Warm zones of both 63 hemispheres
A plant of many uses among the Indians, this tall treelike columnar cactus, arising from a 6ft (1.8 m) trunk, attains a height of 35ft (10.5m). The short spines are characteristically gray with black tips. The 2-3 in. (5-8 cm) flowers are publish in the outermost petals, white in the inner parts. The fruit, globose and measuring ?1/2-3in. (6-8cm) in diameter, is densely covered with yellow wool and long yellow bristles
The Tarahumara, who know the plant as Cawe and Wicho-waka, take a drink made from the juice of the young branches as a narcotic. It causes dizzi ness and visual hallucinations. The term Wichowaka also means "insanity" in the Tarahumara language. There are a numberof purely medicinal uses of this cactus. Recent studies have isolated 4-hydroxy-3-methoxyphenylethylamine and 4-tetrahydroisoquinoline alkaloids from this plant.
Panaeolus cyanescens is a small, fleshy or nearly membranaceous campanulate mushroom. The slender stipe is fragile and the lamellae are variegated, with metuloid colored, pointed cystidia on the sides. The spores are black. The fruiting bodies take on bluish flecks with age or after bruising.
The islanders of Ba i pick Panaeolus cyanescens from cow and water buffalo dung and ingest them for celebrations and artistic inspiration. The mushroom is also sold as a hallucirto gen to strangers as they pass through on their travels.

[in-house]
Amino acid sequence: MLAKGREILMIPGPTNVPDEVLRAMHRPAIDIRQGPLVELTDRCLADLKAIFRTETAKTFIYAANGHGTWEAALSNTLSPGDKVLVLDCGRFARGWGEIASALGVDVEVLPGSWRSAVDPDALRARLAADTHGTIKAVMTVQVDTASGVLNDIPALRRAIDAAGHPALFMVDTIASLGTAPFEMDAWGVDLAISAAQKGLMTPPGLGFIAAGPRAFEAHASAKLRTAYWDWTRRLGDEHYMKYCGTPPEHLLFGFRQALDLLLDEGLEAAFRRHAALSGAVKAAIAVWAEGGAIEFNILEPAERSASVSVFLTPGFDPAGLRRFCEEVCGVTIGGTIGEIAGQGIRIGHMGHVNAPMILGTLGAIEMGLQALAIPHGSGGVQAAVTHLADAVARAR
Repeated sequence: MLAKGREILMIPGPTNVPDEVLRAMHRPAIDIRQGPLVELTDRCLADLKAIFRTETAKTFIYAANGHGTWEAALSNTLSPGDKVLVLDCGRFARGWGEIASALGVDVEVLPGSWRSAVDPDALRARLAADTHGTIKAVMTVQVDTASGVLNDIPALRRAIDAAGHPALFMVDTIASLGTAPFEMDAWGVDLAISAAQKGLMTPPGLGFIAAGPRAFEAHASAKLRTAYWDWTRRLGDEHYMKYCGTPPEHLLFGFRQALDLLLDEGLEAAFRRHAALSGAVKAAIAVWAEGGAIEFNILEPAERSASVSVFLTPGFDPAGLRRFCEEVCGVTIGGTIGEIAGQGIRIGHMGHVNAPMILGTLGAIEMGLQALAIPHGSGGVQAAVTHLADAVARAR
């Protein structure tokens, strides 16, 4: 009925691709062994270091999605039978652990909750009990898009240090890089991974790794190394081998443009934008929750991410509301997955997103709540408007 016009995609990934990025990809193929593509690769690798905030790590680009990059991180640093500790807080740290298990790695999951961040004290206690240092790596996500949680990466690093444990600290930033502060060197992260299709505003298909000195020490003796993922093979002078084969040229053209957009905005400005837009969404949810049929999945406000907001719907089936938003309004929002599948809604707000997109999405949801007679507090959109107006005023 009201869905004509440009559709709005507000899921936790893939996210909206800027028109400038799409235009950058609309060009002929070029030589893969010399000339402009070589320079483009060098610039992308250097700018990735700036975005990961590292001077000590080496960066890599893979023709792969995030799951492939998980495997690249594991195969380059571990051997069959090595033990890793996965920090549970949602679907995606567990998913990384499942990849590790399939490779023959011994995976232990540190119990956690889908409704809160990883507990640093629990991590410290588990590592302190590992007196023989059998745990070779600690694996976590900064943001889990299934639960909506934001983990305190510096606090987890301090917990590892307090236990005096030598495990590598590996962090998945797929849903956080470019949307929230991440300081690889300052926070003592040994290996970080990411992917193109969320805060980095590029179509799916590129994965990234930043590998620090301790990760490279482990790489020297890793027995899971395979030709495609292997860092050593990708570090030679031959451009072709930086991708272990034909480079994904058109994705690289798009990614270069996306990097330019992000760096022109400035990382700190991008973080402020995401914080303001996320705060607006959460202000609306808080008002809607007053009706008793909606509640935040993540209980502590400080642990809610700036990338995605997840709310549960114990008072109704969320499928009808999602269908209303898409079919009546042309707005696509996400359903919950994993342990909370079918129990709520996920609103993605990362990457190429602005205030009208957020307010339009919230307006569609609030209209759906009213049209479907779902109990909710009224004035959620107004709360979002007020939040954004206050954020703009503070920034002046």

Although this mushroom is primarily tropical the discovery that it contains psilocybine was made with material collected in a garden in France Up to 1.2% of psilocine and 0.6% of psilocybine has been found in this species.
One of the sacred hallucinogenic mushrooms employed in divination and other magic ceremonies in northeastern Oaxaca, Mexico, among the Mazatec and Chi-nantec Indians is this membe-rof the small genus Panaeolus. It is known in Mazatec asT-ha-na-sa, She-to, and To-shka. She-to means pasture mushroom" and To-shka, "intoxicating mushroom.'' While not so important as the several species of Psilocybe and Stropharia, P. sphinctrinus is on occasion used by certain shamans. This and other species of Panaeolus have been reported to contain the hallucinogenic alkaloid psilocybine
Growing on cow dung in forests, open fields, and along roads, P. sphinctrinus is a delicate yellowish brown mushroom upto4in. (10cm) in height. It has an ovoid-campanulate, obtusely pointed tan-gray cap up io V/a in. (3cm) in diameter. The siipe is dark grayish. The dark brownish black gills bear black, lemon-shaped spores that vary in size; they can measure 12 to 15 by 7.5 to 8.3 p..